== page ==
Father, God I praise You for Your sovereignty. Oh how I praise You that You are in control and that Your plans cannot be thwarted.
I confess when I take my eyes off of You that I can become scared. Please forgive me when I lack faith and don’t trust You fully.
Thank You that our security is not based on man’s wisdom or governments. Thank You that this world is not my home.
Please allow me to see Your hand at work in our country – whether it be Your blessing or Your discipline. Thy will be done, Lord.
In Christ’s Name, Amen.

Tuesday, November 4, 2008


by Sue Donaldson

I was on a walk through our neighborhood with a woman who has made up her mind, it seems, against Christianity. We were in the midst of (finally) an “under the surface” conversation—I’d been gently probing, while at the same time ever-conscious of stepping on toes. We love and respect each other but haven’t spent much time together. I had been praying for a window through which I could share Christ.

We were almost back to the house when she began explaining her one-time interest in Buddhism and yoga. I began making appropriate responses and polite noises, and she suddenly exclaimed:
“Well, it’s not as if it dominates my life!”

I was so startled and gratified to hear her use that phrase that I stopped and turned to her and said:

“Well, my faith does dominate my life!”

No news to her – she just smiled and said, “I know.” And, God opened the window a little further.

A.W. Tozer said this:
“What I believe about God is the most important thing about my life.”

His belief system dominated his life – it gave him his identity, his direction, his passion. What anyone believes about God is the most important thing in their lives, whether or not they acknowledge it.

Paul wrote:
“If you confess with your mouth, ‘Jesus is Lord,’ and believe in your heart that God raised Him from the dead, you will be saved.” (Romans 10:9)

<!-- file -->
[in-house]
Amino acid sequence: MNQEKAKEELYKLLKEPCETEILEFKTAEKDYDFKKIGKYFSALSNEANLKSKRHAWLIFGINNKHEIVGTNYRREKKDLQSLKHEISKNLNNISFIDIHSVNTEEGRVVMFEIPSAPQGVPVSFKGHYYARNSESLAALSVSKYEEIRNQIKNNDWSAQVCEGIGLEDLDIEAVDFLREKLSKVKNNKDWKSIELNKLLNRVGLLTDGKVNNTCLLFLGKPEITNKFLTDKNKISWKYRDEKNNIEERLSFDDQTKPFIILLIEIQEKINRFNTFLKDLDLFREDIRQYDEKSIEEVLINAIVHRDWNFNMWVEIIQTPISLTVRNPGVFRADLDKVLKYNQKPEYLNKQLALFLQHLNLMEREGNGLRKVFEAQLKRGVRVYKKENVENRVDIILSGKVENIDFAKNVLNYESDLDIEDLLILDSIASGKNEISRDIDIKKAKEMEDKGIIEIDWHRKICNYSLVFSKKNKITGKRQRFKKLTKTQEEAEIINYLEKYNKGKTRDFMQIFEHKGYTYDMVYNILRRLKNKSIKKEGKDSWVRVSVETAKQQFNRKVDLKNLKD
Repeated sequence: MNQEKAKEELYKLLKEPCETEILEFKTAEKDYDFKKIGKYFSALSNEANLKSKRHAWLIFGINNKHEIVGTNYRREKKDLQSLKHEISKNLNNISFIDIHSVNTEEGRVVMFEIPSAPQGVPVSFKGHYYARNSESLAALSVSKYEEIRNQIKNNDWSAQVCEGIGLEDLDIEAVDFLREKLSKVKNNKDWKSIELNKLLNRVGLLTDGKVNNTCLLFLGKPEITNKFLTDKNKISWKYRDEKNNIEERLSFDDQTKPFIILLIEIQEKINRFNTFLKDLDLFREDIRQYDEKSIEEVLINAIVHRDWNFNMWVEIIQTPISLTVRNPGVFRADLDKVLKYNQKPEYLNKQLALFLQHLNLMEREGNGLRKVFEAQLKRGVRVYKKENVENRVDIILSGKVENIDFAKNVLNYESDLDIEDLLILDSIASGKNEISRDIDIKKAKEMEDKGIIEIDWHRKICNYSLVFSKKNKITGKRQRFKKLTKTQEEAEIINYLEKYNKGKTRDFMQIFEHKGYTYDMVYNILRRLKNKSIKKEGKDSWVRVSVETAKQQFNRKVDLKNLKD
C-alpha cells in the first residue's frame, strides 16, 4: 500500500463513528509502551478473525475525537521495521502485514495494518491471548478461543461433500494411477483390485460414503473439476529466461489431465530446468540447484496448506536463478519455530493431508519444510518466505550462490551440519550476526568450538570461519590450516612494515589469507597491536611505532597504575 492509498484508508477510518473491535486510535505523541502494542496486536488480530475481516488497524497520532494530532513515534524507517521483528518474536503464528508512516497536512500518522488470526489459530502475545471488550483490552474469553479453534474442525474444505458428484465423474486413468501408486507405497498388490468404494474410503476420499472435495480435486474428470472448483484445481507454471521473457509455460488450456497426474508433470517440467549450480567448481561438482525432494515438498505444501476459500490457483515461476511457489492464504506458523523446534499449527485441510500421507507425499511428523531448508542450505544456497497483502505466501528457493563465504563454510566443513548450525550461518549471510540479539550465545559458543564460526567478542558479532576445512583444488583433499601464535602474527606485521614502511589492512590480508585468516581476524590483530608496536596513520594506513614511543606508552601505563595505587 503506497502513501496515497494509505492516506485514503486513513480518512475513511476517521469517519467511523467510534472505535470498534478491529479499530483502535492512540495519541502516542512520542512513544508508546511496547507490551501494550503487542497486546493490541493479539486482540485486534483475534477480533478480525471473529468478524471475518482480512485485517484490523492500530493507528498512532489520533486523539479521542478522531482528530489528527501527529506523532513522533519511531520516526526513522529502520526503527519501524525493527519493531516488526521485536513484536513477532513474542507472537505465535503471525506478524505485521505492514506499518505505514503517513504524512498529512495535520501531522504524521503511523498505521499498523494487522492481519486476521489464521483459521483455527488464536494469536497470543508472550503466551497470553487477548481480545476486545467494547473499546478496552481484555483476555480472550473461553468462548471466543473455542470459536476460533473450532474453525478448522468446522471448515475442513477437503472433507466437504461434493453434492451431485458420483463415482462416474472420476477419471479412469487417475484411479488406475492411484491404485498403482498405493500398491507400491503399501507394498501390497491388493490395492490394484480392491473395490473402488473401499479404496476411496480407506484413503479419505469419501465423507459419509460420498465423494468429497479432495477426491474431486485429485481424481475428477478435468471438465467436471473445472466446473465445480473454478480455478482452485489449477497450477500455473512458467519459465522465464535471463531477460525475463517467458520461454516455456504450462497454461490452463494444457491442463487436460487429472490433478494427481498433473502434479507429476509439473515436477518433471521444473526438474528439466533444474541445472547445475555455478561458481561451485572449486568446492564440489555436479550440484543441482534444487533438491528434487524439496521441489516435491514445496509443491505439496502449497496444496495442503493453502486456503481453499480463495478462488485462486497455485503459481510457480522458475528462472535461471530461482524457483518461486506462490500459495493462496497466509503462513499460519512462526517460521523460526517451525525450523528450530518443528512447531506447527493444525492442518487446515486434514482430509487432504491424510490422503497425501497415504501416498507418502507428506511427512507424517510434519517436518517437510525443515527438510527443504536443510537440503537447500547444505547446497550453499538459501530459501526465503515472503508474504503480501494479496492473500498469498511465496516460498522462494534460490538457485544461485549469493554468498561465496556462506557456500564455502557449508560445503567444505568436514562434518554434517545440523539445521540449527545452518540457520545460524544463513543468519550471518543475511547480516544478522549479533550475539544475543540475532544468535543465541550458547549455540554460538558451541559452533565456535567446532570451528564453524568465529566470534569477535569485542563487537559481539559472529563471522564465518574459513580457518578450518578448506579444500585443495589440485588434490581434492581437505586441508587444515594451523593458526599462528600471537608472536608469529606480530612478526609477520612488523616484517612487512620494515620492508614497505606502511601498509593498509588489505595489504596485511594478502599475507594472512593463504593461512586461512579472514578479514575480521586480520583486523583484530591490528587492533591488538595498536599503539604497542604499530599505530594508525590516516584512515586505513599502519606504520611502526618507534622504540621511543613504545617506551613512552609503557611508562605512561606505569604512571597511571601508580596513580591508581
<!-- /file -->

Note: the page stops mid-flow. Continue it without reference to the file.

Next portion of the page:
What we believe has to with life and death--heaven or hell. I’d say that’s the most important thing about us – whether or not we give any thought to it or allow it to dominate our lives.
What is the most important thing about your life? God wants it to be Him. He will take care of the rest. God wants to be dominant--do you want to be dominated?

Lord, I believe--help me with my unbelief. May I be dominated by You--no matter what it takes. Amen.

Monday, November 3, 2008

Trusting My Father

by Peggy Brown

There were lions, tigers, horses, princesses, flowers, ninjas, pirates, clowns and even a little brown feathery thing…all lined up, waiting for their turn at the front. When they got there, they took 3 little darts in their hands and threw them, one at a time, toward the black and yellow target on the wall. After their mission was accomplished, they reached their hand excitedly into a paper bag on the floor and extracted their prize…a piece of candy!

Yes, Wayne and I manned the dart booth at the Harvest Festival at church last Friday night! It was so fun to watch the kids running around the crowded room. (Of course, grandma to be that I am, I loved the little babies in strollers or safely strapped to mom’s tummy. One was only 11 days old!) But I digress!